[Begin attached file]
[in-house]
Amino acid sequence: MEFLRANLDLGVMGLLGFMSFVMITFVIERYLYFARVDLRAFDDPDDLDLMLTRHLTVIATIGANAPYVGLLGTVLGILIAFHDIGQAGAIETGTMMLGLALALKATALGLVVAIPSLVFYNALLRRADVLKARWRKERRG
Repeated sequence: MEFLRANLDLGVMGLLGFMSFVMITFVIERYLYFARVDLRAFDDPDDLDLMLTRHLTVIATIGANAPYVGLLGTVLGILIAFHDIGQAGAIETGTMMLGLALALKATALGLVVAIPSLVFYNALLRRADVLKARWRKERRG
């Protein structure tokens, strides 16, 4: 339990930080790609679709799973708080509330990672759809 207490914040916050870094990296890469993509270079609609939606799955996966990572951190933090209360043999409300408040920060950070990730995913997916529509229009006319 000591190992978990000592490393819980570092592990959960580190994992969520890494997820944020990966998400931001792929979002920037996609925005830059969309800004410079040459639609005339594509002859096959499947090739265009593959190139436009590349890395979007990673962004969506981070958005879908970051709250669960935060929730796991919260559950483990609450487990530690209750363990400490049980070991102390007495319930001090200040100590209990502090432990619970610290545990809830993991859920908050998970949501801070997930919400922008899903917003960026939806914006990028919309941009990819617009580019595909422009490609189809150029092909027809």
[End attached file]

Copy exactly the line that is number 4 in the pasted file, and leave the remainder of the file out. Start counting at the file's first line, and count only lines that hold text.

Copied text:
């Protein structure tokens, strides 16, 4: 339990930080790609679709799973708080509330990672759809 207490914040916050870094990296890469993509270079609609939606799955996966990572951190933090209360043999409300408040920060950070990730995913997916529509229009006319 000591190992978990000592490393819980570092592990959960580190994992969520890494997820944020990966998400931001792929979002920037996609925005830059969309800004410079040459639609005339594509002859096959499947090739265009593959190139436009590349890395979007990673962004969506981070958005879908970051709250669960935060929730796991919260559950483990609450487990530690209750363990400490049980070991102390007495319930001090200040100590209990502090432990619970610290545990809830993991859920908050998970949501801070997930919400922008899903917003960026939806914006990028919309941009990819617009580019595909422009490609189809150029092909027809």